Illuminati Conspiracy or Mass Hysteria?

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The Illuminati hysteria that came with the Angels and Demons novel and movie was not new neither was its conspiracy theme.

For decades, people have fingered the Vatican, Satanists, Wiccans, New Agers/World Order, Freemasons, CIA and Zionists in an alleged global take over.

Even Microsoft and the World Wide Web were linked with the church of Satan – until Christians began to use the Internet to spread the gospel.

Man’s nature conditions him to blame something else for his problems. It’s as old as Eden. When Adam sinned, he blamed Eve, Eve blamed the serpent, but the serpent had no one to blame.

With each conspiracy theme comes a set of “experts” who are always in the know of their secrets. But when the hype dies down, they collapse into themselves like a neutron star.

I was once caught up in the Illuminati hype too. In 2011, I stumbled on a “vigilant citizen” website owned by an “expert” at detecting Illuminati hoof prints behind music videos, movies and world events and I became totally hooked!

After a year of being on a roller coaster of conspiracies, I began to discover that the whole Illuminati-spotting business was based on subjective whims, abstractions, self-appointed authorities and tragi-comic episodes (like folks telling me how evil Beyonce was and happily downloading her music in the next breath).

Now, don’t get me wrong, conspiracies are real. The Bible contains several examples of them. e.g the enemies of Amaziah conspiring against him (2 Chr. 25:27), Sanballat, Tobiah and the Ashdodites against Israel (Neh. 4:8), the enemies of Jesus conspiring against Him (Mt. 12:14) and the enemies of apostle Paul (Acts 23:12) etc.

But just as Jesus and the apostles were not obsessed with those gathering against them, Christians are not to over-emphasize conspiracies or resort to speculation and hearsay in place of facts.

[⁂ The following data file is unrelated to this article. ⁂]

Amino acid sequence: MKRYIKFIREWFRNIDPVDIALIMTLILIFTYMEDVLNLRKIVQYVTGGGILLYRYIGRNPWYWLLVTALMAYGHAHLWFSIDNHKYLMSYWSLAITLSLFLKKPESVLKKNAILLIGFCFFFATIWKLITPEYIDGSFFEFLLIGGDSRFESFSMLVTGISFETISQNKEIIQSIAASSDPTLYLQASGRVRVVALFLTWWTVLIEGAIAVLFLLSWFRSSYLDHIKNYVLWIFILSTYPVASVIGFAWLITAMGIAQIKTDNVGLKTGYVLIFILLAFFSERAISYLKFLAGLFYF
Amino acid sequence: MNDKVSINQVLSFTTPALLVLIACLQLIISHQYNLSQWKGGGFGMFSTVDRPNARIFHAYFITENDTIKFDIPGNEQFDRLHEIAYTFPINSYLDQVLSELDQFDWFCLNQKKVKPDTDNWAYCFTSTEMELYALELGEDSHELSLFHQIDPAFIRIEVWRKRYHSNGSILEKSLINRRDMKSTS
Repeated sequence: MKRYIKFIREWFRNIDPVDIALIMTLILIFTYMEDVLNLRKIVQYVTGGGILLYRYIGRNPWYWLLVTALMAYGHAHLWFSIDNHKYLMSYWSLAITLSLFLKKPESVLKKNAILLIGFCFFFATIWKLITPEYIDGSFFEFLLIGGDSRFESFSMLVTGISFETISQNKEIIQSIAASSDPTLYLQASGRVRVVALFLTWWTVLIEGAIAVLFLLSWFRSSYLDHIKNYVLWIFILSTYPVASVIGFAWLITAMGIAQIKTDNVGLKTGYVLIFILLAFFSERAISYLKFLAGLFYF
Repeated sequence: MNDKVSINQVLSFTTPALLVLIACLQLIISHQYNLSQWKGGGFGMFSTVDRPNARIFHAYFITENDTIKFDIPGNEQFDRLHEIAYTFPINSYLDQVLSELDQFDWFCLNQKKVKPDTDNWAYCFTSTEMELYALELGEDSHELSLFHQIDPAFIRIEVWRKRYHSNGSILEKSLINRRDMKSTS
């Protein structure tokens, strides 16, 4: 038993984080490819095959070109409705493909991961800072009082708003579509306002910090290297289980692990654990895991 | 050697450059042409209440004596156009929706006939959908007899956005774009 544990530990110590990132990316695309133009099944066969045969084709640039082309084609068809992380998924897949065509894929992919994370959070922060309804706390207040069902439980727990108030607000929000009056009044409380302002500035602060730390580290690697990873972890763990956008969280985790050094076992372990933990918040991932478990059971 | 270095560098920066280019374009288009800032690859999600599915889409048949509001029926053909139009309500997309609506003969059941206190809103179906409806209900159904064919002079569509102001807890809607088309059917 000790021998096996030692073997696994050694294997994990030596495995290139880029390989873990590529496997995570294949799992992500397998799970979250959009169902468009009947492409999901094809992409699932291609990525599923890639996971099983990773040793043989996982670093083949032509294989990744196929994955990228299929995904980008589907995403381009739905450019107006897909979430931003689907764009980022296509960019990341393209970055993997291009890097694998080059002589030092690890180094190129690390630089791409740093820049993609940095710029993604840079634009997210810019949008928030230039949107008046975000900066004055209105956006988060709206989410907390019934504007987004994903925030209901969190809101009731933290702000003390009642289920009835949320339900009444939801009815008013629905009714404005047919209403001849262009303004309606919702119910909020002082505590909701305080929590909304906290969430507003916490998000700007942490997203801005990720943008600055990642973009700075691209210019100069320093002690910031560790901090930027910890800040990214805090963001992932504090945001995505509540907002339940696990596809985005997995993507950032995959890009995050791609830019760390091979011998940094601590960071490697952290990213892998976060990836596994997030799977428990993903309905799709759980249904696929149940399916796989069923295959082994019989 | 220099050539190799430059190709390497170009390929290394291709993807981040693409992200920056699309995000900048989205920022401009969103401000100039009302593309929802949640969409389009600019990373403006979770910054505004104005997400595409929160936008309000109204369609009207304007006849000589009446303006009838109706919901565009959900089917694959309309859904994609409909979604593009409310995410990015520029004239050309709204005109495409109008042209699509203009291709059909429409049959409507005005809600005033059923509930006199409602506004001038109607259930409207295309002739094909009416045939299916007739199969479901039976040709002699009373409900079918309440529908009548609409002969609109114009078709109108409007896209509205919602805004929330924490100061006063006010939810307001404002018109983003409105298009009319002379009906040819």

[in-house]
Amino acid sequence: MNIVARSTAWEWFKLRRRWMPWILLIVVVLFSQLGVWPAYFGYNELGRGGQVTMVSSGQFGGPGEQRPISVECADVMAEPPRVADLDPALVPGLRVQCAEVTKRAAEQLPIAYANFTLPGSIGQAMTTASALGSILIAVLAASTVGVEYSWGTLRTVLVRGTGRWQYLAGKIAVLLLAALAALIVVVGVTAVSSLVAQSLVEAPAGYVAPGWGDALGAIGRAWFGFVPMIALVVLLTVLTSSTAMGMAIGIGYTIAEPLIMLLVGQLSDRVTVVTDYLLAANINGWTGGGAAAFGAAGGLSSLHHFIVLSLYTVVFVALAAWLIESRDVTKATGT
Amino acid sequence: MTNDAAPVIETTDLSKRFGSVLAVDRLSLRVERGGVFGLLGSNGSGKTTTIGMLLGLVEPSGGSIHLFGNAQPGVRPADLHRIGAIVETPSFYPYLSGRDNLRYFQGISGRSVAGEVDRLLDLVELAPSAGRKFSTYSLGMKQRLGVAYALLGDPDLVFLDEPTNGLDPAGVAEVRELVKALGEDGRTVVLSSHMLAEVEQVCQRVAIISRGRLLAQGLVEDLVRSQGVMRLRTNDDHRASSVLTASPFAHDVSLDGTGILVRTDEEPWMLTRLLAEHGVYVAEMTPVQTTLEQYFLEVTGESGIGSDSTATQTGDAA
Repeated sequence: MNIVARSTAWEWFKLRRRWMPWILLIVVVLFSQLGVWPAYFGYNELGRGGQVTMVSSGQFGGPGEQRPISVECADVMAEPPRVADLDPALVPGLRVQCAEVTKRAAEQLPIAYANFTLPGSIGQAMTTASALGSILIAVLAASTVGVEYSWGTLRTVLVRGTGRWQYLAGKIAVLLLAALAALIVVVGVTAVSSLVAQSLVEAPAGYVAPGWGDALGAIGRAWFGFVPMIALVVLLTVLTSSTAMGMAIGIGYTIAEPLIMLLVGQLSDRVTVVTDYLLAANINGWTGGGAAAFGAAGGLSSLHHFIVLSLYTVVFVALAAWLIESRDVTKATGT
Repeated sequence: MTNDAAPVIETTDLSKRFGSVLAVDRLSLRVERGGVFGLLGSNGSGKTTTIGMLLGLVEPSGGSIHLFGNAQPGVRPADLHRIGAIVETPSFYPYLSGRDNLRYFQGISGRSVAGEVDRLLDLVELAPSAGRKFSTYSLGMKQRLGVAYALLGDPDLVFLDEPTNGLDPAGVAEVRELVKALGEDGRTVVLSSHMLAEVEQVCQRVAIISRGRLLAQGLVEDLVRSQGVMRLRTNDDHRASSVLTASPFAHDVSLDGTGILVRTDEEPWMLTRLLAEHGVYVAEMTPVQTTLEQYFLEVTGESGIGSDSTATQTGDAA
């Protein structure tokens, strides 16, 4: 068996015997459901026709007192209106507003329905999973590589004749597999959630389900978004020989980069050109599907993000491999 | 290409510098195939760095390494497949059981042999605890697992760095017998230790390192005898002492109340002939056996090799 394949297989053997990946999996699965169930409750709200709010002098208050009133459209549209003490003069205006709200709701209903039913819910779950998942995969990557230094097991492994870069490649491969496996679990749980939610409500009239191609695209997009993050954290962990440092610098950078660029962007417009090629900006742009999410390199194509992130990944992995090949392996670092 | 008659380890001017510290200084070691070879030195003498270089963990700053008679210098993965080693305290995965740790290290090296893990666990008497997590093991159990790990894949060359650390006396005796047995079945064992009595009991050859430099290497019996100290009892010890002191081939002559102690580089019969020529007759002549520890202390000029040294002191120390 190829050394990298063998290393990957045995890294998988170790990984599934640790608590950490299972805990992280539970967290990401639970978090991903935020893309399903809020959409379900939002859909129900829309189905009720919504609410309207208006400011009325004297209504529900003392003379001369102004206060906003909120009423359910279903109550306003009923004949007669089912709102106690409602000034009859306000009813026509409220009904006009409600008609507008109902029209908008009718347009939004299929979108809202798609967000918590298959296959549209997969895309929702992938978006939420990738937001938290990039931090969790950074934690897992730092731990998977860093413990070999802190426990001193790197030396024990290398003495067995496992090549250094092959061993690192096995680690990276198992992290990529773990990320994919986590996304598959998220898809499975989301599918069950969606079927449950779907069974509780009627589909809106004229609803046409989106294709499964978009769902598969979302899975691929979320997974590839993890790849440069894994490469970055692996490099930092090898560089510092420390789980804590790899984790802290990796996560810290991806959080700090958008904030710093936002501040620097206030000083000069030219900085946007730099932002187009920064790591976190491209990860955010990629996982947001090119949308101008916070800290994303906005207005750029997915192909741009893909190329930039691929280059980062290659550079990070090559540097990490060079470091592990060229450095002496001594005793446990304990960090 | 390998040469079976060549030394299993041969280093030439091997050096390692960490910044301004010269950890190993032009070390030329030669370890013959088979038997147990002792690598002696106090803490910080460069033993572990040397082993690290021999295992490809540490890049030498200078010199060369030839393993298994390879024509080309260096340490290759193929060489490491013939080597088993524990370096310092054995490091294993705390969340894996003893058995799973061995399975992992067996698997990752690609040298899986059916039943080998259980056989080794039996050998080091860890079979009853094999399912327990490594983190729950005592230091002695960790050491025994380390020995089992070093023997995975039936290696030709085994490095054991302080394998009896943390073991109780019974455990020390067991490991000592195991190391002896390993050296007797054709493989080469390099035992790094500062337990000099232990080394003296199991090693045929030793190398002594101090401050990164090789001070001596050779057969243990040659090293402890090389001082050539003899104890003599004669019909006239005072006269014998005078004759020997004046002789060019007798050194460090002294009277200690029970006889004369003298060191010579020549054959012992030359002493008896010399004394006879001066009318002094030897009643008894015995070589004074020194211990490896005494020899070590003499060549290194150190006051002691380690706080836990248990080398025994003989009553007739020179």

We need to ask: where do Illuminati experts get their piece of information from? Are their sources factual and reliable? If so, why are there conflicting information about the real identity of Illuminati, what their goals are, their history and those allegedly involved?

Granted, the Illuminati (meaning the enlightened ones) is a name used to describe various groups since the mid 1700s.

Today, it’s generally agreed that the Illuminati consists of secret, underground cult linked with the Knight Templar and Gnostic groups aiming to take over the world using celebrities, politicians and the media.

Some have traced it to the Bavarian Illuminati founded by Adam Weishaupt, a former Jesuit on May 1, 1776 within the Masonic Lodges of Germany. But historians agree that by 1785, the Bavarian Illuminati was broken and suppressed by the government for plotting against the kings of Europe.

Another version says the Illuminati came from “The Protocols of the Learned Elders of Zion”, a mythological piece written by Hermann Goedsch in Europe in the 1800s. The work claims that 12 elders of Zion meet with Satan at a graveyard on how to take over the world.

This work, which was later called “The Rabbi’s Speech,” became the main anti-Semitic tool used by politicians in Europe to persecute the Jews.

Some have linked the Illuminati to Aliens and Unidentified Flying Objects (UFOs). Some self-appointed “whistle blowers” have stated in several YouTube videos that the Illuminati came from UFOs and the aliens who drive them.

French Kabalist, Eliphes Levi in his work, History of Magic, says the Illuminati was founded by Zoroaster in Persia and introduced into Europe by the Knights Templar in the 12th century.

But in 1962, the John Birch Society said the Illuminati consists of world bankers, communists, Council of Foreign Relations and the Jewish Rothschild.